Mononuclear metal-dioxygen species (M-O2) are key intermediates in a variety of the oxidative transformation processes mediated by heme and nonheme metalloenzymes. Understanding their O2-activation mechanism at an orbital level is still of scientific significance. In the present work, we spectroscopically analyzed the biomimetic NiII-superoxo δ-bond: the origin of its abnormal electrophilic reactivity. We prepared the biomimetic NiII-superoxo species through the room temperature reaction of the NiI site with O2 in MFI zeolite. Under vacuum condition, this isolated species acts like a metal oxide molecule in the gas phase, and it gives the vibronically resolved spectrum that is generally seen in the vapor phase. This type of spectroscopic probe has never been observed for past M-O2 complexes. Through a combination of an isotopic experiment and quantum chemical calculations, we successfully assigned the observed vibrational fine structure as the vibronic progression in a stretching O-O vibrational structure associated with the excitation from doubly occupied δorbital to singly occupied δ∗ orbital (SOMO). This spectroscopic probe provides information on how the δchannel interaction contributes to the activation of O-O bond in an O2 molecule. The recondite vibronic progression feature was well reproduced by DFT cluster calculation assuming the square planar NiII-superoxo site, by which we successfully obtained the spectroscopically calibrated DFT cluster model that well describes NiII-superoxo δ-bond. This model revealed that NiII-superoxo δ-bond is ionic rather than covalent. The high ionicity of the δbond results in the high oxygen character in the important frontier molecular orbital (FMO) for the electrophilic oxidative reaction, i.e., the unoccupied β-spin O2-π∗ orbital. This is why that Ni ion stabilizes superoxo ligand having abnormal electrophilic reactivity. The findings in the present study provide general description of the Ni-superoxo δ-bond and maybe can help us to uncover the structure-reactivity relationships of the metalloprotein.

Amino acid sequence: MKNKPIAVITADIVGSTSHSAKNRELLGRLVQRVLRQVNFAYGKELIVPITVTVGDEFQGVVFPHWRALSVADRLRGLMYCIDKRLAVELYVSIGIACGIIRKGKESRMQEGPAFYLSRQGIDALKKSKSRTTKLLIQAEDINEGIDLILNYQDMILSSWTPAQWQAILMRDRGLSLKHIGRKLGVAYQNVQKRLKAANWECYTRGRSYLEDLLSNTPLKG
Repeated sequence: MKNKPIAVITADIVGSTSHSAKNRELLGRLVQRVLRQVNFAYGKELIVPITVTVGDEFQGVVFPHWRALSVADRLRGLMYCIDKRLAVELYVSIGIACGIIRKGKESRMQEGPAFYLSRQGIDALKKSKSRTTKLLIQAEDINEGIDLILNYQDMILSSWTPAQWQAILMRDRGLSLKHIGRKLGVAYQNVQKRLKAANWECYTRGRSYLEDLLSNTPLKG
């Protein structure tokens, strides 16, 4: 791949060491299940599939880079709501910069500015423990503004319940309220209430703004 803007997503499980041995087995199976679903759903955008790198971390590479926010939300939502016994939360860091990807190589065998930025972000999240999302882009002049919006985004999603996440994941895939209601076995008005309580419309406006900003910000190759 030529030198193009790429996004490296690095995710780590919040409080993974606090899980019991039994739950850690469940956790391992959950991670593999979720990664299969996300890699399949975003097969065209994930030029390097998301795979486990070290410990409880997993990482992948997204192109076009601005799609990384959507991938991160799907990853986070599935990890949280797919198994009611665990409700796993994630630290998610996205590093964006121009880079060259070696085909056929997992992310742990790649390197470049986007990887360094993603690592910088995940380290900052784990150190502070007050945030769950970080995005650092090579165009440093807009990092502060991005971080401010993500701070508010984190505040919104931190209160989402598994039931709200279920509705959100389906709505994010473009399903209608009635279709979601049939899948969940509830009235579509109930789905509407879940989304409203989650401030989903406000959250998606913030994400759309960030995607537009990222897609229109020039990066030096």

ASJC Scopus subject areas
- Electronic, Optical and Magnetic Materials
- Physical and Theoretical Chemistry
- Surfaces, Coatings and Films